There are two standards in the Health Insurance Portability and Accountability Act that directly relate to HIPAA training for employees – the training standard of the Privacy Rule´s Administrative Requirements (45 CFR § 164.530) and the security awareness and training standard of the Security Rule´s Administrative Safeguards (45 CFR § 164.308).
Strictly speaking, the training standard of the Privacy Rule´s Administrative Requirements only relates to employees of Covered Entities. The standard stipulates: “A Covered Entity must train all members of its workforce on the policies and procedures with respect to Protected Health Information […] as necessary and appropriate for members of the workforce to carry out their functions within the Covered Entity”.
Nonetheless, it can be beneficial for Business Associates to also provide HIPAA training for employees when employees are involved in the provision of a service to a Covered Entity. Privacy Rule training will give these employees a better understanding of why Protected Health Information (PHI) has to be safeguarded against unauthorized uses and disclosures and mitigate the risk of HIPAA violations attributable to employee negligence.
With regards to the security awareness and training standard of the Security Rule´s Administrative Safeguards, this applies to all employees of Covered Entities and Business Associates regardless of their interaction with electronic PHI. This standard states: “[Covered Entities and Business Associates must] implement a security awareness and training program for all members of its workforce (including management)”.
How Frequently should Training be Provided?
The Administrative Requirements of the Privacy Rule state HIPAA training should be provided “within a reasonable period of time after the person joins the Covered Entities workforce” and whenever a “functions are affected by a material change in policies and procedures”. HIPAA training for employees should also be provided whenever a risk analysis identifies a need for training to prevent unauthorized uses and disclosures of PHI.
In terms of Privacy Rule HIPAA training for employees, the risk analysis requirement can sometimes be overlooked by Covered Entities because the standard requiring Covered Entities to conduct risk analyses appears in the Security Rule and appears to relate to only electronic PHI. However, Covered Entities that fail to exercise due diligence in respect of Privacy Rule compliance could be found guilty of willful neglect in subsequent HIPAA violation investigations.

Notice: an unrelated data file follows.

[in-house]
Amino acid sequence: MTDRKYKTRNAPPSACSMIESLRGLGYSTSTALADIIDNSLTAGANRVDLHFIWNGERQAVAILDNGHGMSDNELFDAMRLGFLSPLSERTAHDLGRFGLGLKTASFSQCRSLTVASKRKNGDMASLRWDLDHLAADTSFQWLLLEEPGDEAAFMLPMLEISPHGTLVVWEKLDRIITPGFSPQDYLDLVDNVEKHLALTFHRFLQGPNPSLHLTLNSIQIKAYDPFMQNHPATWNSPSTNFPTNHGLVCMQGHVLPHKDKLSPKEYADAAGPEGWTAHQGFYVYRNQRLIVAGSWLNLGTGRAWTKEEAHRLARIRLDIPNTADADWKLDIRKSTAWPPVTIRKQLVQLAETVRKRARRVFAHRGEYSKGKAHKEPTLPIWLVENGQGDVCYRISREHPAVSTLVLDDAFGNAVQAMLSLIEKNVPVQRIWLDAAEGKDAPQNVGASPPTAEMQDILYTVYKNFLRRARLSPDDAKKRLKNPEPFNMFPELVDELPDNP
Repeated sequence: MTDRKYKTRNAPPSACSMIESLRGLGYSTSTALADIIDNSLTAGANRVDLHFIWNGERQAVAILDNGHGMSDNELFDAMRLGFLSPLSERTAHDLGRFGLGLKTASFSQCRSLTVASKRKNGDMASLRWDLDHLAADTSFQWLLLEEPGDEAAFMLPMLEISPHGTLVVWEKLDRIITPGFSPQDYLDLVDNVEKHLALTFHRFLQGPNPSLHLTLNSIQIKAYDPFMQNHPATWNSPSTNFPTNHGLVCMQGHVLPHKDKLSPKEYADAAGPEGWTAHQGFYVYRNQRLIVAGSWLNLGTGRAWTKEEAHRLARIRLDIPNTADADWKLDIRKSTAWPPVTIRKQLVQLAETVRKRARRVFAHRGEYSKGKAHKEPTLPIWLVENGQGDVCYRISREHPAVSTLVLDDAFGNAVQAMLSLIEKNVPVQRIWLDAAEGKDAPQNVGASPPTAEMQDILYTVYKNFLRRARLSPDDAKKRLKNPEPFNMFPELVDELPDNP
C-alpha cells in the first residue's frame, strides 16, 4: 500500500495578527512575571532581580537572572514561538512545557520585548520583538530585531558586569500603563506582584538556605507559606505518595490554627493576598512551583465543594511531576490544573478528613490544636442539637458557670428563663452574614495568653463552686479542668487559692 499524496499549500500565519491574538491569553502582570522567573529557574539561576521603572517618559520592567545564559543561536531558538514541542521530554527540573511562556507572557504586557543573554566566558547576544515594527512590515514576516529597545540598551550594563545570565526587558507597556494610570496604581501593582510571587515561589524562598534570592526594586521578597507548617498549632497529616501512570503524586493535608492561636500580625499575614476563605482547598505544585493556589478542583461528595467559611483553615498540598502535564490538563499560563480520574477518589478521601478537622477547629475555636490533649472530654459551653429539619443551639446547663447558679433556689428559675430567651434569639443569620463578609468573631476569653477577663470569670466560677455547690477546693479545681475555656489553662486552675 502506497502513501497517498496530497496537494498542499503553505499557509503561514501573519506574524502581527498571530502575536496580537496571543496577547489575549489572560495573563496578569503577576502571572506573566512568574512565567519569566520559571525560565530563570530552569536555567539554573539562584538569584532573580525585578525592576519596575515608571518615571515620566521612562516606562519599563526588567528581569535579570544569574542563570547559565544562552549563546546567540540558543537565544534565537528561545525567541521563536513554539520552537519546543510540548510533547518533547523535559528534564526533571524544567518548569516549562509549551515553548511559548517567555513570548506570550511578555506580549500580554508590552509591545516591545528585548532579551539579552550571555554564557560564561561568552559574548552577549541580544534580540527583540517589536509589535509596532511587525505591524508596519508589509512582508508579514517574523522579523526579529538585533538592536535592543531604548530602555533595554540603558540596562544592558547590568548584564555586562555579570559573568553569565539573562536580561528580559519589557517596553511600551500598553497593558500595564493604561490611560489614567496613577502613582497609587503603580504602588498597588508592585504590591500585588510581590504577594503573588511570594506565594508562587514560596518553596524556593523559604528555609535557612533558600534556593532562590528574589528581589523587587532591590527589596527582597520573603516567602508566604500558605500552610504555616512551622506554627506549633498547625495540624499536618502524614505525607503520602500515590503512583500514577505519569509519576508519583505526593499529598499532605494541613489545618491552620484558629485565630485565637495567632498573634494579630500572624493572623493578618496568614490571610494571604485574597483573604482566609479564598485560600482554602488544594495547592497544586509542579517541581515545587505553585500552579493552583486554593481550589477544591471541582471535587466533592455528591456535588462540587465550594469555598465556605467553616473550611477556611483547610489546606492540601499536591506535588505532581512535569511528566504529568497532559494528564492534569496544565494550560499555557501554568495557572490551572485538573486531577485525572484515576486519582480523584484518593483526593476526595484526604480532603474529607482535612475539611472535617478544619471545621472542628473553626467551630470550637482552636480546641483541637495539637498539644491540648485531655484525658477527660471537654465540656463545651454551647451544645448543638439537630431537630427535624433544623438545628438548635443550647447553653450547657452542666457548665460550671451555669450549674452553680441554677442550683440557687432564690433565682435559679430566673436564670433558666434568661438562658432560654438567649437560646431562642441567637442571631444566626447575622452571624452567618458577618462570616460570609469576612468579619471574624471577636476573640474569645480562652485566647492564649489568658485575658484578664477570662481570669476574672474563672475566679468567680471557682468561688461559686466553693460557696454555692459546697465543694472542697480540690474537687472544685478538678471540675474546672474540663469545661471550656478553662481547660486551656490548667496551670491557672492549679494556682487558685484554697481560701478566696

With regards to the security and awareness training standard of the Security Rule, the term “program” implies security and awareness training should be ongoing. Consequently, all employees of Covered Entities and Business Associates should receive regular training on elements of HIPAA such as cyber-threats to patient data and computer safety rules – notwithstanding that many elements of the Security Rule overlap with those of the Privacy Rule.
What Should HIPAA Training Consist Of?
There is no one-size-fits-all HIPAA training because the nature of operations at each Covered Entity will likely be different – which will affect the consistency of policies and procedures with respect to PHI – and analyses of risk assessments will likely provide different results. In addition, some Covered Entity´s and Business Associates will have implemented better cybersecurity mechanisms than others – affecting the content of security and awareness training.
One further point of relevance is that HIPAA training does not just have to be provided for employees. Under HIPAA, the term “workforce” is defined as “employees, volunteers, trainees, and other persons whose conduct, in the performance of work for a Covered Entity or Business Associate, is under the direct control of such Covered Entity or Business Associate, whether or not they are paid by the Covered Entity or Business Associate”.
This definition means that every member of the workforce needs to undergo some degree of HIPAA training regardless of their access to PHI. It also means Covered Entities and Business Associates may have to develop multiple training courses to account for those who require basic HIPAA training (i.e., maintenance teams, environmental services personnel, etc.) and those who require more advanced HIPAA training (i.e., public-facing employees, IT professionals, etc.).
How Best to Deliver HIPAA Training for Employees?
Because of the difficulty in developing multiple training courses to meet the HIPAA training requirements for each member of the workforce, it can be beneficial to deliver HIPAA training in modules. Modular training not only enables Covered Entities and Business Associates to mix and match modules to more conveniently meet the training requirements, but updating individual training modules after a material change is easier than updating complete training courses.